Thursday, December 13, 2007

It’s All About the Album.

So, not many people know this little fact about me, but other than Upto12, I was the first person I knew of to actually own an iPod. And at the time, Upto12 was living in P-town (so he didn’t count anyway). It was a 10 gigger super-brick complete with a remote control, the first track wheel, and a full FireWire hook up. I nearly filled it up with hundreds upon hundreds of my favorite songs, but with only a few choice tracks per album. I had everything on there, from Kyality classics like R.E.M.’s Drive to one hit wonders like Walk Like An Egyptian by The Bangles.

The only setting I ever used, and I mean ever, was Shuffle. I’d hit play and let that thing rock from one artist’s track to the next. The goal was to create the unskipable playlist. I was fascinated by the juxtaposition of The Gash by The Flaming Lips backing right up into the opening strums of Paradise City by GNf’nR. I’d actually pump my tunes into the airwaves at work—it was like I was the DJ of my own little radio station—unabashedly mixing and mashing tracks from one genre to the next.

I honestly don’t know what’s different now but unless I’m working out—there’s no way I can do the Shuffle anymore. Nowadays, it’s all about the album. I’ve been trying to figure out what’s exactly changed over the past five years of my digital music life. Why have I ceased all Shuffling and have since insisted upon rockin’ the album side of things?

Here’s what I’ve come up with. First, my digital music library has probably quintupled in size over the past few years—so albums have become a way to organize my vast amount of music files. They function kind of like “Events” in the new iPhoto. Second, album art has become a part of my digital lifestyle. Whether its Apple’s iTunes Artwork screensaver or scrolling through Cover Flow, I’m interacting with album art on a daily basis.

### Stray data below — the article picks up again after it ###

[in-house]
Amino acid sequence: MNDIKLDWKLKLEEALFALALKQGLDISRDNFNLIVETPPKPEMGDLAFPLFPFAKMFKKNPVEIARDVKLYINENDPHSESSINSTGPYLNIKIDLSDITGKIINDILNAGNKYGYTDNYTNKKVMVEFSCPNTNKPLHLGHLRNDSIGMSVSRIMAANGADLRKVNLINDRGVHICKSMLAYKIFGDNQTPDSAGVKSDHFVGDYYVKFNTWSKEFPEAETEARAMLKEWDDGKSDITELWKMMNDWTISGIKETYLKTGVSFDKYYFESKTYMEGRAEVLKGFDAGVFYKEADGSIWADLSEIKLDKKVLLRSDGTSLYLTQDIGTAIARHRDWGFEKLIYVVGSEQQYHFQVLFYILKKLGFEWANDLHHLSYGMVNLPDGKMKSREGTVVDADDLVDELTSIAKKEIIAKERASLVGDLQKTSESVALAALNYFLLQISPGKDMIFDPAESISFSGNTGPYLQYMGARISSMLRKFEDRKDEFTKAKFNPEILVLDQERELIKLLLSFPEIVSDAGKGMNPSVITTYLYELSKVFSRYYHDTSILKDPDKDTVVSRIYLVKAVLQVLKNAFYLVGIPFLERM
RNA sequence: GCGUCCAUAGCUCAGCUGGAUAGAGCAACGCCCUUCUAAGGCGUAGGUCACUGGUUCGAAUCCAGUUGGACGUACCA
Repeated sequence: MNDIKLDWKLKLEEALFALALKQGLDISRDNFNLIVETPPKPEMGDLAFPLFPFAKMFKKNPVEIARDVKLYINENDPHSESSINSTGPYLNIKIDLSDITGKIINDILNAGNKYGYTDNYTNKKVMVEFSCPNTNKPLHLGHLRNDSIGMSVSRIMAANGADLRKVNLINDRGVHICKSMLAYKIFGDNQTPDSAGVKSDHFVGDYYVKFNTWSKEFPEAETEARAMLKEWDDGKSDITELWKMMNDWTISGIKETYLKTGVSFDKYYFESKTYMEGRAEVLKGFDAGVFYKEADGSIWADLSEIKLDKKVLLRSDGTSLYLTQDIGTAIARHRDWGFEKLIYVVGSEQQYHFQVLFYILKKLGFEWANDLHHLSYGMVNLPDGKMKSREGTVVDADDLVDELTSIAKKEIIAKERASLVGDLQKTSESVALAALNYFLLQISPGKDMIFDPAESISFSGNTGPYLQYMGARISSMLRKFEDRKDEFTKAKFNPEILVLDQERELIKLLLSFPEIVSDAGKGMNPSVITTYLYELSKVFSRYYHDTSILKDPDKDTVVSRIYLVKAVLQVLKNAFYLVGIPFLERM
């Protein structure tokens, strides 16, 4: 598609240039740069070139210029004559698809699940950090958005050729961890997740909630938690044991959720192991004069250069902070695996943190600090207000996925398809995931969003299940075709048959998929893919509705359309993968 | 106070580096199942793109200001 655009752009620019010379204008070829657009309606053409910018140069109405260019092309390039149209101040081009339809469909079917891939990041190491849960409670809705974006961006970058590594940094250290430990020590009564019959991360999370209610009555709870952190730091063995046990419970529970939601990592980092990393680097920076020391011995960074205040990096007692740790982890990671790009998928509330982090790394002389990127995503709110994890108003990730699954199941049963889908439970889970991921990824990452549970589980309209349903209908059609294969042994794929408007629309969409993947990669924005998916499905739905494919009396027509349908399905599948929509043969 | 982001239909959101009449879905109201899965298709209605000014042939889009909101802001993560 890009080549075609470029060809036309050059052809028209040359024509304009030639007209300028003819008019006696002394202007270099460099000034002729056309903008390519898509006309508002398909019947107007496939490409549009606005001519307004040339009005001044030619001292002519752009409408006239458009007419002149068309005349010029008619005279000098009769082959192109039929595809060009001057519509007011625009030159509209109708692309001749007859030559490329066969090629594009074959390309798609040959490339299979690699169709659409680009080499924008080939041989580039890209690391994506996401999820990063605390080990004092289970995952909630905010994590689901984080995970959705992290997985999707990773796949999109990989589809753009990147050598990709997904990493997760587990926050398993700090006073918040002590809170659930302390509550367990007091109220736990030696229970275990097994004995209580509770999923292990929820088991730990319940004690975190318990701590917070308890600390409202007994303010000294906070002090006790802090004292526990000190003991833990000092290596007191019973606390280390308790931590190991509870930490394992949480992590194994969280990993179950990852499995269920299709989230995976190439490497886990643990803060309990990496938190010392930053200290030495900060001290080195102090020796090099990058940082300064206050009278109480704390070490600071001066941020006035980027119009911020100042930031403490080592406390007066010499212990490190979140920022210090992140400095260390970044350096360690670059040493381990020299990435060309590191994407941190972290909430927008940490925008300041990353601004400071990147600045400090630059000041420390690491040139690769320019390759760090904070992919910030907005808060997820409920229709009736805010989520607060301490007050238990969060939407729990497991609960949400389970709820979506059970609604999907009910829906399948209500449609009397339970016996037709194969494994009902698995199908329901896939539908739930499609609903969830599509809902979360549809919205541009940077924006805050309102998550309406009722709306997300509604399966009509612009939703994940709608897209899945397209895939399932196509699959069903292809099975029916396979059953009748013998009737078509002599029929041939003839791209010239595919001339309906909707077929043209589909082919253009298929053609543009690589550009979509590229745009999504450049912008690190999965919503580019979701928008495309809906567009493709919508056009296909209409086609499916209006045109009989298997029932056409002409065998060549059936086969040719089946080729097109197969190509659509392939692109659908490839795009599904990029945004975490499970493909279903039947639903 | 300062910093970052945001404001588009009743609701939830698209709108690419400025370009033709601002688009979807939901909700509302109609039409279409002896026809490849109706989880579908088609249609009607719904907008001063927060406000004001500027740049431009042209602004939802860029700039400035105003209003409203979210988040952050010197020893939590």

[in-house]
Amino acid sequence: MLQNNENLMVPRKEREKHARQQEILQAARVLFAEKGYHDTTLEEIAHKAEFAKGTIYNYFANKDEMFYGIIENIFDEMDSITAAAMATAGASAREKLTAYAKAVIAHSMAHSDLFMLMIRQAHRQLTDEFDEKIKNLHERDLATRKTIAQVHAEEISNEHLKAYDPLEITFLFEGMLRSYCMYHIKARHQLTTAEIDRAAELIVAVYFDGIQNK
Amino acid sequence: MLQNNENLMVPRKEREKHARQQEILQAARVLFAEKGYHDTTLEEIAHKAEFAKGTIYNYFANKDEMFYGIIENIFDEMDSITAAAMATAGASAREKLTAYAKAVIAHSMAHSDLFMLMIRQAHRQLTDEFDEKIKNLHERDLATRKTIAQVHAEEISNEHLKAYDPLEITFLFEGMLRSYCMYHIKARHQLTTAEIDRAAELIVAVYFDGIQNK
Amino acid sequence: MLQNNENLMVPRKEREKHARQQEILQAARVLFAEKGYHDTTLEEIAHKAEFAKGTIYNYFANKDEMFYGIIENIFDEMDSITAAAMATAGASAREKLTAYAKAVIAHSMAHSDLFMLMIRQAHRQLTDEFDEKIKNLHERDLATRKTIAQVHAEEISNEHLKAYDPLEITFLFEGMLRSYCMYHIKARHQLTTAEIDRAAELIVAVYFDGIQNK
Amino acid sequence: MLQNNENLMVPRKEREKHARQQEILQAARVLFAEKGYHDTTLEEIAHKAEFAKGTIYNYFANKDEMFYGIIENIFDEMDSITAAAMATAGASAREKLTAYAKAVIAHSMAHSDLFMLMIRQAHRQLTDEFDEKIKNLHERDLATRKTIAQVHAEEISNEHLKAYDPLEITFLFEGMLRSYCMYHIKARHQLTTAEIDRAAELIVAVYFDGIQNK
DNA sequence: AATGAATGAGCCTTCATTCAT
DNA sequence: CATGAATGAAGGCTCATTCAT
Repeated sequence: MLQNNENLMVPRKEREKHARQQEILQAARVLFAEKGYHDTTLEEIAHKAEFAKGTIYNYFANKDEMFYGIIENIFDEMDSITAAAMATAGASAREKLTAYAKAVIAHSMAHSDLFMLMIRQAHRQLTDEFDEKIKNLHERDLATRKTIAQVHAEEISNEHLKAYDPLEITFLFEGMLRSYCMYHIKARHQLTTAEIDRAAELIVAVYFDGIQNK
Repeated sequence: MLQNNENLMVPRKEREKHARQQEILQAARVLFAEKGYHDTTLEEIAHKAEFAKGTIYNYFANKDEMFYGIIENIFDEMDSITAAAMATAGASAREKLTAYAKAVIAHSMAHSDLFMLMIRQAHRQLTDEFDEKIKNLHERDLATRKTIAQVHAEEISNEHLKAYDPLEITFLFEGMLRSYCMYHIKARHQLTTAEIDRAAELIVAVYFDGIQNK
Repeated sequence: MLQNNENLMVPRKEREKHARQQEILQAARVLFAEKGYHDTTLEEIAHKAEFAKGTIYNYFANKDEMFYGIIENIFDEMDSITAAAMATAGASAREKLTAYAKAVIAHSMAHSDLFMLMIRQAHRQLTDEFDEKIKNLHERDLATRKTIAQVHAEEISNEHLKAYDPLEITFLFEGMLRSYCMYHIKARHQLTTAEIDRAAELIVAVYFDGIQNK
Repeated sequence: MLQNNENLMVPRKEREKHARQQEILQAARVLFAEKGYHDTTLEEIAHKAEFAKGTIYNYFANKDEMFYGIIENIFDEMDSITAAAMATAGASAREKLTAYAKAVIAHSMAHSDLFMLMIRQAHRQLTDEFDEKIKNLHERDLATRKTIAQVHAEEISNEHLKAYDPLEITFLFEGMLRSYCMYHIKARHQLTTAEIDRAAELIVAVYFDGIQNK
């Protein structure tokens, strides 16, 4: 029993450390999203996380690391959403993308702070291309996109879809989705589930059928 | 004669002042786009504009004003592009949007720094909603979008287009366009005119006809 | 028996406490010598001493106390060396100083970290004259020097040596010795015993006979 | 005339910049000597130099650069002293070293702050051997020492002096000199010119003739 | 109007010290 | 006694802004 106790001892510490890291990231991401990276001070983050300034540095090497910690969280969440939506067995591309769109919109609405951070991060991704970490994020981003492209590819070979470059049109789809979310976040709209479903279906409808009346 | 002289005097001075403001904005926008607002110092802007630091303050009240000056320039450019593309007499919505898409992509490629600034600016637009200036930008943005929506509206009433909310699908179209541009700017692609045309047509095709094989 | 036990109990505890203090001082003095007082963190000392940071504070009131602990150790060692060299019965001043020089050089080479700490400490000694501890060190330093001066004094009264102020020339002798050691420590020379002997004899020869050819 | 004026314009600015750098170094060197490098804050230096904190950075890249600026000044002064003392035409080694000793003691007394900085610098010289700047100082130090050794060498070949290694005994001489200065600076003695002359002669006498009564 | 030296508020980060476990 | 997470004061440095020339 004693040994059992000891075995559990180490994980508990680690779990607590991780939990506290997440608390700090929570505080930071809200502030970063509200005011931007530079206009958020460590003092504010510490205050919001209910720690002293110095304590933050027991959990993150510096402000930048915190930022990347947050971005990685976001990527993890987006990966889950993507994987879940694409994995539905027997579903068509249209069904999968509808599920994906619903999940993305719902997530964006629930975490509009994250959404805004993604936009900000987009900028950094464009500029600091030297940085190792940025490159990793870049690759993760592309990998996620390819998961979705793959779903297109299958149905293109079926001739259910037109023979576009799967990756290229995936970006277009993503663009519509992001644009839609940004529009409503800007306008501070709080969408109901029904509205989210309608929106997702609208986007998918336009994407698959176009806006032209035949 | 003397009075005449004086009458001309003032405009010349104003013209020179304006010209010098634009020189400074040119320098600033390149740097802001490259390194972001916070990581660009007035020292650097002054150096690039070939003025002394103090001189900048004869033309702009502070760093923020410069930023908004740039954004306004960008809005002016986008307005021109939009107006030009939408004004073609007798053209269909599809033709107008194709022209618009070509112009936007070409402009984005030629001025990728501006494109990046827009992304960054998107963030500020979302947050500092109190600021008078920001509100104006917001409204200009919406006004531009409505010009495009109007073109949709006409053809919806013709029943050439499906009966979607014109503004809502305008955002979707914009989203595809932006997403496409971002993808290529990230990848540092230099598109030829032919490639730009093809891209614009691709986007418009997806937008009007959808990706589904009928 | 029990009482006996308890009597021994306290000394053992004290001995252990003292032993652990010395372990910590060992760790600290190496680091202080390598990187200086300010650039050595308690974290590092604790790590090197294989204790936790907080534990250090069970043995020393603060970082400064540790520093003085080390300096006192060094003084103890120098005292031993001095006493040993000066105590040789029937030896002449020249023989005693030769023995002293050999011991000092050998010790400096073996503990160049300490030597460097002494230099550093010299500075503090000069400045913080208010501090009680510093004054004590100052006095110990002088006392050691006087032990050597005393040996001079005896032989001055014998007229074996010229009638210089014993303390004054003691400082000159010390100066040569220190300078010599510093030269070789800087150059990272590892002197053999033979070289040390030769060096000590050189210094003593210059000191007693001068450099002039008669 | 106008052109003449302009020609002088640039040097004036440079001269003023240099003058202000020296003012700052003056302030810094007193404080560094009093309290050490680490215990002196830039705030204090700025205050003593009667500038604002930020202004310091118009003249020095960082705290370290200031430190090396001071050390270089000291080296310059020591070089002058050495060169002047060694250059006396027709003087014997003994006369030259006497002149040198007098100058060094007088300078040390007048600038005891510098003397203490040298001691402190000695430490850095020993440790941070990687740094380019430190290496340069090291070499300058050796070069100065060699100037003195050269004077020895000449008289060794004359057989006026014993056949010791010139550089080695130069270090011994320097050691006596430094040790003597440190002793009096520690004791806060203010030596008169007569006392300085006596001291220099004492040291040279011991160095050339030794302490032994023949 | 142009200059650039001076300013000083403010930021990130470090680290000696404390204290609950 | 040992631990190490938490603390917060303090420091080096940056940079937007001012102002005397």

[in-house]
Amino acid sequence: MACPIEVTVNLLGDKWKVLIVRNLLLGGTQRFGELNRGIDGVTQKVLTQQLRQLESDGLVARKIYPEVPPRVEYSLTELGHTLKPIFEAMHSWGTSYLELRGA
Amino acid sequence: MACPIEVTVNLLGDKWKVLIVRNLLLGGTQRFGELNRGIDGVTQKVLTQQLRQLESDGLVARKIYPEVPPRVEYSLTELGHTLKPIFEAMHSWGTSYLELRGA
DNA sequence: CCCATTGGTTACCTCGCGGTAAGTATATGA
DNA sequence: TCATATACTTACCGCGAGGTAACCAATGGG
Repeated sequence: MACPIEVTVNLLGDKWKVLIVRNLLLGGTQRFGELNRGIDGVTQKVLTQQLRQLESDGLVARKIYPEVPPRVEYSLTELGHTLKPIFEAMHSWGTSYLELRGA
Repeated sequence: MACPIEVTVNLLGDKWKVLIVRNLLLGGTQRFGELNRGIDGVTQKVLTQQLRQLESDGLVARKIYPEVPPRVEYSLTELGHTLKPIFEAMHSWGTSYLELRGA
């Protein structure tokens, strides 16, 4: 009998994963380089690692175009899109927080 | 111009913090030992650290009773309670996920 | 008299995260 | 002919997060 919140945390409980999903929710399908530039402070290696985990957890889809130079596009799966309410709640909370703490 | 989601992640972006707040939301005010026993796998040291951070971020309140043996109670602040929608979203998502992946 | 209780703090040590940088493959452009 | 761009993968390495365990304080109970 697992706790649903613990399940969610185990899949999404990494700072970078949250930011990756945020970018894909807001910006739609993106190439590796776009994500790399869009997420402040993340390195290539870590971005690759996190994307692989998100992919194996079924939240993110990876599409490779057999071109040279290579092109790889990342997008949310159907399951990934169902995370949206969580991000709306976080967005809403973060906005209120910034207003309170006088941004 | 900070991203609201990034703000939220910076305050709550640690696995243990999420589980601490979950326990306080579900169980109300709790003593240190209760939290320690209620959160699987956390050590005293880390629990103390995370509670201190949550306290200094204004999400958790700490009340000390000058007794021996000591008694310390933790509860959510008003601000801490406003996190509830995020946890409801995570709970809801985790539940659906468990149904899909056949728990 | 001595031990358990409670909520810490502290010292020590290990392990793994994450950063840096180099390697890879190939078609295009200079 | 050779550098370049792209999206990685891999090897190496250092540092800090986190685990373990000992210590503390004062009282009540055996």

Finally, I’ve noticed that several of my favorite artists—most likely due to the fact that their tracks don’t even get played on the radio—aren’t making “singles” anymore. They’re actually composing albums once again. Like The Beatles and Pink Floyd before them, artists are bringing back the album in full force. Take for instance Arcade Fire's Funeral, you just can’t listen to Neighborhood #3 (Power Out) without listening to Neighborhoods #1 and #2 first, (Tunnels) and (Laika) respectively.

In fact due to this new wave of album-centric artists, I’ve disabled the Shuffle function on all of my iGear, whether it’s Tunes, Pod, or Phone. Though I admit, I haven’t yet disabled the Shuffle on my Shuffle. I guess I still like my Deee-Lite mixed in with a little bit of The Killers when I’m hittin’ the elliptical.
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